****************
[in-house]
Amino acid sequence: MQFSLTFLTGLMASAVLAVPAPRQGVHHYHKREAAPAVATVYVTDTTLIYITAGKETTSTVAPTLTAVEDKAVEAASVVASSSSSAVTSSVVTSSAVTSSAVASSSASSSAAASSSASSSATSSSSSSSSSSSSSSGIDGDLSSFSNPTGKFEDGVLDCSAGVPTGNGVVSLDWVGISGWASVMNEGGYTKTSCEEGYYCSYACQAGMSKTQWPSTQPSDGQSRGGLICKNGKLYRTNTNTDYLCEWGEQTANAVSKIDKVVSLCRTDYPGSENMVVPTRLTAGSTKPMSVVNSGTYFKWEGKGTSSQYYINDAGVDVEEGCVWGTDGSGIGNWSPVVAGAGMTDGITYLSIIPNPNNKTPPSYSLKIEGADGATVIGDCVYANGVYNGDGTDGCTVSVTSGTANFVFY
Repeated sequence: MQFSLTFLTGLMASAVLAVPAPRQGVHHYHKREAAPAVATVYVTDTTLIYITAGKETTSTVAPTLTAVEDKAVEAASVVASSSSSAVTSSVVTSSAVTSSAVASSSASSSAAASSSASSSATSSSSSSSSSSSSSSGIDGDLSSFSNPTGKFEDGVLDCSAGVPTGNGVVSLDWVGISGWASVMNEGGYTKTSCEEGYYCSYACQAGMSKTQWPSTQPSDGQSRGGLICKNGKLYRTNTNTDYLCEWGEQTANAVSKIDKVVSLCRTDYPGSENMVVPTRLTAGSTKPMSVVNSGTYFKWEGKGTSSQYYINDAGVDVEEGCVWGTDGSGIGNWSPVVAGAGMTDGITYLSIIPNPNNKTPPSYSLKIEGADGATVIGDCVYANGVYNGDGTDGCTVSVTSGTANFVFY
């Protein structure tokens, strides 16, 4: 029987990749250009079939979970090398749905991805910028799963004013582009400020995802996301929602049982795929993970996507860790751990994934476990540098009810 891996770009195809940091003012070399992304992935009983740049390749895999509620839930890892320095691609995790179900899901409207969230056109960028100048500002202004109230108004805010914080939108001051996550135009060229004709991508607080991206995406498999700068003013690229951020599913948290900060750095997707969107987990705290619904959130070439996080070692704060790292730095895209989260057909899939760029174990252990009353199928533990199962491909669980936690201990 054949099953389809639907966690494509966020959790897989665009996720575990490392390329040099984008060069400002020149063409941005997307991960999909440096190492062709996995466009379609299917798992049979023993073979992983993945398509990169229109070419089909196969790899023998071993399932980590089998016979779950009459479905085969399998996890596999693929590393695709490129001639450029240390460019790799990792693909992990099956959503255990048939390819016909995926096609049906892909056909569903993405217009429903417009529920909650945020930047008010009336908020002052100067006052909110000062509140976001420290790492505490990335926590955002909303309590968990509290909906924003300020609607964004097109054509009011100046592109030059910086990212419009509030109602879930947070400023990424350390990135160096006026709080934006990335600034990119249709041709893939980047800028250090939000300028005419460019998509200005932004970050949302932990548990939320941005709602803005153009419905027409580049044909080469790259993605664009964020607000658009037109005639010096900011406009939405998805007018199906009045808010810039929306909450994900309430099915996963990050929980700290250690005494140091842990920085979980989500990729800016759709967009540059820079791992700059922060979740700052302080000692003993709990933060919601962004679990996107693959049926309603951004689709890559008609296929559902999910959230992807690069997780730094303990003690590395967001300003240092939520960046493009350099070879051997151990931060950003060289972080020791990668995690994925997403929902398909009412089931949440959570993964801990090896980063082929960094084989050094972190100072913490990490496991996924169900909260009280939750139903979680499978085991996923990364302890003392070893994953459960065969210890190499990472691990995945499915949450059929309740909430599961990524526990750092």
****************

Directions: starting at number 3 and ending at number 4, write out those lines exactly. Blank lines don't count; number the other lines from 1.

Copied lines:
Repeated sequence: MQFSLTFLTGLMASAVLAVPAPRQGVHHYHKREAAPAVATVYVTDTTLIYITAGKETTSTVAPTLTAVEDKAVEAASVVASSSSSAVTSSVVTSSAVTSSAVASSSASSSAAASSSASSSATSSSSSSSSSSSSSSGIDGDLSSFSNPTGKFEDGVLDCSAGVPTGNGVVSLDWVGISGWASVMNEGGYTKTSCEEGYYCSYACQAGMSKTQWPSTQPSDGQSRGGLICKNGKLYRTNTNTDYLCEWGEQTANAVSKIDKVVSLCRTDYPGSENMVVPTRLTAGSTKPMSVVNSGTYFKWEGKGTSSQYYINDAGVDVEEGCVWGTDGSGIGNWSPVVAGAGMTDGITYLSIIPNPNNKTPPSYSLKIEGADGATVIGDCVYANGVYNGDGTDGCTVSVTSGTANFVFY
């Protein structure tokens, strides 16, 4: 029987990749250009079939979970090398749905991805910028799963004013582009400020995802996301929602049982795929993970996507860790751990994934476990540098009810 891996770009195809940091003012070399992304992935009983740049390749895999509620839930890892320095691609995790179900899901409207969230056109960028100048500002202004109230108004805010914080939108001051996550135009060229004709991508607080991206995406498999700068003013690229951020599913948290900060750095997707969107987990705290619904959130070439996080070692704060790292730095895209989260057909899939760029174990252990009353199928533990199962491909669980936690201990 054949099953389809639907966690494509966020959790897989665009996720575990490392390329040099984008060069400002020149063409941005997307991960999909440096190492062709996995466009379609299917798992049979023993073979992983993945398509990169229109070419089909196969790899023998071993399932980590089998016979779950009459479905085969399998996890596999693929590393695709490129001639450029240390460019790799990792693909992990099956959503255990048939390819016909995926096609049906892909056909569903993405217009429903417009529920909650945020930047008010009336908020002052100067006052909110000062509140976001420290790492505490990335926590955002909303309590968990509290909906924003300020609607964004097109054509009011100046592109030059910086990212419009509030109602879930947070400023990424350390990135160096006026709080934006990335600034990119249709041709893939980047800028250090939000300028005419460019998509200005932004970050949302932990548990939320941005709602803005153009419905027409580049044909080469790259993605664009964020607000658009037109005639010096900011406009939405998805007018199906009045808010810039929306909450994900309430099915996963990050929980700290250690005494140091842990920085979980989500990729800016759709967009540059820079791992700059922060979740700052302080000692003993709990933060919601962004679990996107693959049926309603951004689709890559008609296929559902999910959230992807690069997780730094303990003690590395967001300003240092939520960046493009350099070879051997151990931060950003060289972080020791990668995690994925997403929902398909009412089931949440959570993964801990090896980063082929960094084989050094972190100072913490990490496991996924169900909260009280939750139903979680499978085991996923990364302890003392070893994953459960065969210890190499990472691990995945499915949450059929309740909430599961990524526990750092």